Few mass shooters in Florida have history of mental illness

In the days after the massacre at Marjory Stoneman Douglas High School, classmates recounted memories of Nikolas Cruz.

One told a reporter he sensed Cruz would do something crazy one day. Another said she could tell there was something not right about him.

Cruz had a history of mental health treatment, and the conversation about gun legislation in Florida focused heavily on mental illness.

Florida passed legislation in March that fortified restrictions that prevent individuals who have either been declared mentally defective by a court, or have been committed to a mental institution from purchasing or possessing firearms.

But according to a psychologist who assesses accused criminals for competency and sanity, very few mass shooters have a known history of mental illness let alone an interaction with the court system regarding their mental health.

“There is a small percentage, there is a relationship, but they do not account for even half of these acts,” said Dr. Keegan Culver, who is often hired by the court system in Southwest Florida to assess defendants.

Research on gun violence in the United States is limited.

Up until 2016, Stanford University researchers were compiling information from online news reports regarding mass shooters in their Mass Shootings in America database.

The researchers tracked shootings dating back to the 1960’s with three or more shooting victims, not including the shooter. Anything identifiably related to gangs, drugs, or organized crime is excluded from the database.

View the graphic on deadly mass shootings in Florida.

A WINK News analysis of this data found that there were 20 mass shooters in the state of Florida between 2013 and 2016.

Only one shooter in these incidents was listed as having a documented history of mental illness.

In 2014, a graduate of Florida State went to campus and opened fire in the library. He injured three people before law enforcement arrived and killed him.

It was later reported that Myron May, 31, was suffering from paranoia and thinking that people were targeting him.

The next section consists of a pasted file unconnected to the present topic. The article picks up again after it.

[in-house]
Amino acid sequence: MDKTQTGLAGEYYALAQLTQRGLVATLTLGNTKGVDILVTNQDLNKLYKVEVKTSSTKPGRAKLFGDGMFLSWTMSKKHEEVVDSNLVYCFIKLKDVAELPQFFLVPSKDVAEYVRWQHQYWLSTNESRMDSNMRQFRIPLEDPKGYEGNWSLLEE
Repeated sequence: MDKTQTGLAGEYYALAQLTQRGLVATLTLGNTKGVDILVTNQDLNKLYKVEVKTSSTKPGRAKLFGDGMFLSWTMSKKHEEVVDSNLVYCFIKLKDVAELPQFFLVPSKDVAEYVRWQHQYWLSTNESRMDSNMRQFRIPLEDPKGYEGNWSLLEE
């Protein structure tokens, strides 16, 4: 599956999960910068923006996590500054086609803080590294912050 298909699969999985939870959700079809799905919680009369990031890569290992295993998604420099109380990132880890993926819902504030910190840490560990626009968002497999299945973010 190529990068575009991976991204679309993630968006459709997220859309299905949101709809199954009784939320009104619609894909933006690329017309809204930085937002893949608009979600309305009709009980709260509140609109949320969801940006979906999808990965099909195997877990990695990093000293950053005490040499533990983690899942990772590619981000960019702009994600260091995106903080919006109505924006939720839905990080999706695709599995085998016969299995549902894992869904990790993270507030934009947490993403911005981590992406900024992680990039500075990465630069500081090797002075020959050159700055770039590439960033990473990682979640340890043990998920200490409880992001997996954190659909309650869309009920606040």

Dr. Culver said people experiencing severe mental illness may be suffering from a delusion that would cause them to commit a violent act.

She gave the example of the assassination attempt on President Ronald Reagan in 1981. John Hinckley later said he wanted to kill the President to somehow impress actress Jodie Foster.

“He was acutely mentally ill and not in touch with reality and his actions were directly related to the delusion he was under at the time,” Dr. Culver said.

Cruz, on the other hand, may have been completely aware of what he was doing acting deliberately and not a result of a mental illness, she said.

“I think the immediate reaction to seeing something like a mass shooting is there must be something wrong with this person that they would behave in this manner,” Dr. Culver said.

She explained that those traits are often anti-social behavior, not necessarily mental illness.

Despite Cruz’s history of mental illness, the gun restrictions on mental health would not have prevented him from purchasing a firearm since he had never been declared defective by a court or committed to a mental institution.

Unless one of the two latter things happen, potentially mentally ill people are not restricted from possessing or purchasing firearms.

The new law’s age restriction, however, would have prevented Cruz, who is under 21, from purchasing weapons.

The Fort Lauderdale Airport shooting and the Parkland shooting are not logged in the Stanford Database because the research was permanently suspended after 2016.

Reporter:Lauren Sweeney
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